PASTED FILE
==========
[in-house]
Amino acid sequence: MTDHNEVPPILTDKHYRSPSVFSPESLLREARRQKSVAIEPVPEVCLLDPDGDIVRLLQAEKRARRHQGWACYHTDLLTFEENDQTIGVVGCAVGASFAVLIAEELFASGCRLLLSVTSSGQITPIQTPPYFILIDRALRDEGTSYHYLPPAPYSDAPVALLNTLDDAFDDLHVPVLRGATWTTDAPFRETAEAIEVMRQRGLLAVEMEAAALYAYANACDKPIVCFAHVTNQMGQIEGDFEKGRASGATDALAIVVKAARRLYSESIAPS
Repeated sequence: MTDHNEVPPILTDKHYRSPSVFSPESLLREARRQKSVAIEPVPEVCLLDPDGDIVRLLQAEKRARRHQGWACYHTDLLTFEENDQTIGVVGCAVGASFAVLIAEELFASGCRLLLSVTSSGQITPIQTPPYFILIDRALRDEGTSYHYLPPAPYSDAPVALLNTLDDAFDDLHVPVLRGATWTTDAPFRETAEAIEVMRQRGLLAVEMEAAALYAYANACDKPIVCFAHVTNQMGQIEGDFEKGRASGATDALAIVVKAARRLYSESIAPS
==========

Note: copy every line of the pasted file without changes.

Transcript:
[in-house]
Amino acid sequence: MTDHNEVPPILTDKHYRSPSVFSPESLLREARRQKSVAIEPVPEVCLLDPDGDIVRLLQAEKRARRHQGWACYHTDLLTFEENDQTIGVVGCAVGASFAVLIAEELFASGCRLLLSVTSSGQITPIQTPPYFILIDRALRDEGTSYHYLPPAPYSDAPVALLNTLDDAFDDLHVPVLRGATWTTDAPFRETAEAIEVMRQRGLLAVEMEAAALYAYANACDKPIVCFAHVTNQMGQIEGDFEKGRASGATDALAIVVKAARRLYSESIAPS
Repeated sequence: MTDHNEVPPILTDKHYRSPSVFSPESLLREARRQKSVAIEPVPEVCLLDPDGDIVRLLQAEKRARRHQGWACYHTDLLTFEENDQTIGVVGCAVGASFAVLIAEELFASGCRLLLSVTSSGQITPIQTPPYFILIDRALRDEGTSYHYLPPAPYSDAPVALLNTLDDAFDDLHVPVLRGATWTTDAPFRETAEAIEVMRQRGLLAVEMEAAALYAYANACDKPIVCFAHVTNQMGQIEGDFEKGRASGATDALAIVVKAARRLYSESIAPS